But in the evenings I watch Classic Who (we’re currently in the midst of the second season of Doctor Who – the old stuff) and make envelopes out of maps.

(If you like them, you can even buy them, which that would make me happy.)

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2013: 365 days of good things

Every year I try to have some kind of year-long project: one year I took photos of each day’s outfit. One year I blogged (most days) about my reading life. One year I recorded every new recipe I tried.

ImageIn 2013 I made a little tiny book, and every day I wrote down good one thing in it.ImageIt’s a bitty thing, just a little over two inches square. It was one of those novelty books of horoscopes, which are good for a laugh but which I ultimately think are ridiculous. I like its repurposed self much better. Image I covered it with the paper from a Hallmark bag and painted most of the pages and gradually, day by day, it filled up with good things.

ImageEvery-day things. Tiny things. Big things. … All the things.

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Looking back over the days now, I see records of meeting new people (and then meeting them again!), trying new foods, and experiencing new places.

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There are lots of mentions of The Lizzie Bennet Diaries and the scary/wonderful parts of opening an Etsy shop.

ImageThere were kind things people did for me (like a gift of pine nuts from my friend Mrs Pine Nut!)ImageAnd kind things people said to me.ImageAnd a couple pretty awesome internet happenings. ImageAnd some things that were just really unexpected and random. Random is my favorite.

It was a good year. And it’s good to have a record of that.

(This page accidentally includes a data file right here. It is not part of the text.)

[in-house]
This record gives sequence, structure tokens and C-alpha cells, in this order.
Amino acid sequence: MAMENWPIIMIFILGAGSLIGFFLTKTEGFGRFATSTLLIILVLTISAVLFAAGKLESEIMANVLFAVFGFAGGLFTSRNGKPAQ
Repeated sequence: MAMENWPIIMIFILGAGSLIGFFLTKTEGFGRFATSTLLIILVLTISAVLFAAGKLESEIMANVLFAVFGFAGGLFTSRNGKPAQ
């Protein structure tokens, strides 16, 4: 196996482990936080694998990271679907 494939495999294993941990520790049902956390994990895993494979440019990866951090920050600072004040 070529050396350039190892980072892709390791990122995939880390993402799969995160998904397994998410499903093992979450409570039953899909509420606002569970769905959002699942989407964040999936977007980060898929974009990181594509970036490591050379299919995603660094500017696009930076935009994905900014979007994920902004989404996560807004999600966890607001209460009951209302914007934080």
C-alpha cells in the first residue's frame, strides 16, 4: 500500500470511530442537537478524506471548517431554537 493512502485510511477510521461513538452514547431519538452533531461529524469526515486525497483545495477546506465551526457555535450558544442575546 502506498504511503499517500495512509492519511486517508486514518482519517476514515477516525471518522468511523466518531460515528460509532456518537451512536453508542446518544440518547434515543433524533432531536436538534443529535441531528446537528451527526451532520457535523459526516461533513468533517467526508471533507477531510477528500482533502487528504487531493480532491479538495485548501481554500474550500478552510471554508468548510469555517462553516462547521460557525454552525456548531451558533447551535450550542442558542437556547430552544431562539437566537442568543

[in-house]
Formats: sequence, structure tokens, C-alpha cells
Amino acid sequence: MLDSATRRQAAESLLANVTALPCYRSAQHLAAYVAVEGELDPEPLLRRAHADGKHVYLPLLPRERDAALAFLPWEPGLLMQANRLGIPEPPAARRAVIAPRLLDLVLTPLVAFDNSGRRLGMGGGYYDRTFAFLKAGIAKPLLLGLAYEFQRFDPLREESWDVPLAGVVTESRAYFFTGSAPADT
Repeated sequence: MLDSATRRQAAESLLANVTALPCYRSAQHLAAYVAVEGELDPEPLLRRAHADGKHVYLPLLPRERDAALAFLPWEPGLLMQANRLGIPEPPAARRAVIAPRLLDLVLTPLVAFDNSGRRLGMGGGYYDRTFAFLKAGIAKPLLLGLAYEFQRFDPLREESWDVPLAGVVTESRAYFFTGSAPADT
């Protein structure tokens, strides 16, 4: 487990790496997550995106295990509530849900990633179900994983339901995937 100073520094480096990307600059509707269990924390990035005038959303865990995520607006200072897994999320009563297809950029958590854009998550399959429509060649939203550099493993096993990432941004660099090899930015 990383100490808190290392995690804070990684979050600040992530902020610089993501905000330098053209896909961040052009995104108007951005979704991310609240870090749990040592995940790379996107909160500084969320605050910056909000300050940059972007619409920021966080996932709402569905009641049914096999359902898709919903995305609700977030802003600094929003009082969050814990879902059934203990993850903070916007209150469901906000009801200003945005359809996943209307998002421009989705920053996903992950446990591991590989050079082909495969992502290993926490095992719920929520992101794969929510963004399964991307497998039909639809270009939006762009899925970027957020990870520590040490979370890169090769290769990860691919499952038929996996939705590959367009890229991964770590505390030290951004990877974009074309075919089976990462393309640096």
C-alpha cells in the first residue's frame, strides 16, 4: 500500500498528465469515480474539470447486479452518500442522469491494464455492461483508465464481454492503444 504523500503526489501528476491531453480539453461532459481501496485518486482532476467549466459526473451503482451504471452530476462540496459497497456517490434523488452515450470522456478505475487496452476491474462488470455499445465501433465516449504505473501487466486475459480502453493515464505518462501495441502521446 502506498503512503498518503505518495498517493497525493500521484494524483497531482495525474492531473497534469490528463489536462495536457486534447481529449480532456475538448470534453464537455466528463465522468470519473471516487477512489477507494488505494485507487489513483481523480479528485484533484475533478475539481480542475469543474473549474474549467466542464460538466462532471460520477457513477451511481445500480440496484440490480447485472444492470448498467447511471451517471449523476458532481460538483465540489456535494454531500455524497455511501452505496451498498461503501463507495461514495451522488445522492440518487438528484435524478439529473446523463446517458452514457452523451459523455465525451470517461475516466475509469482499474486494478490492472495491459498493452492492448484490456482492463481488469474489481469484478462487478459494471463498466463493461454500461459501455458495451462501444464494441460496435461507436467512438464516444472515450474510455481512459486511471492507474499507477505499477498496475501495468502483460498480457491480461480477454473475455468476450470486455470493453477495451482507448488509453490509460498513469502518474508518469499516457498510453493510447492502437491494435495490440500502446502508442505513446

It’s beginning to feel a little like Christmas

ImageLast year, I didn’t decorate for Christmas at all. I didn’t really intend to this year either … but then it snowed today, and I do love snow – growing up in South Florida without even owning a coat will do that to a girl – and it felt so cozy and wintery that I couldn’t help be just a little jolly.

So I made a Christmas tree out of tree branches, because why not?

ImageI bought this ornament years ago because I liked her sassy, independent attitude.

ImageThe red glass bauble was a Restoration Hardware find (there’s a matching clear glass one too), and I picked up the delicate glass bird last year at a local shop. That’s St. Barbara on the left – I didn’t know anything about her until I looked her up just now, only to find that her feast day was yesterday, and that she’s the patron saint of the US Navy!

Claremore Bluegrass & Chili Fest 2013

I haven’t missed a year since I started going, which I’m going to guess is maybe … fifteen years? (Estimating the passage of time has never been one of my strong points.) Anyway, it’s been a long time.

I was raised on bluegrass and bluegrass festivals, and while I confess that these days I go more for the people watching than the music, it’s something that is deep down in my blood and I’ll never be entirely free of it. And that’s not a bad thing.

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And it makes me happy to see that there’s another generation being exposed to live music, just like I was.

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There’s music …

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… and chili cooking…

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And a multitude of adorable children.

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And the constant thread that has run through my entire life: Doyle Lawson & Quicksilver. His band may constantly change, but the sound doesn’t. At the risk of making him feel older than he is, his is literally the first music I can remember hearing growing up.

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And be honest – how could you not like somebody with a stylin’ coat like that?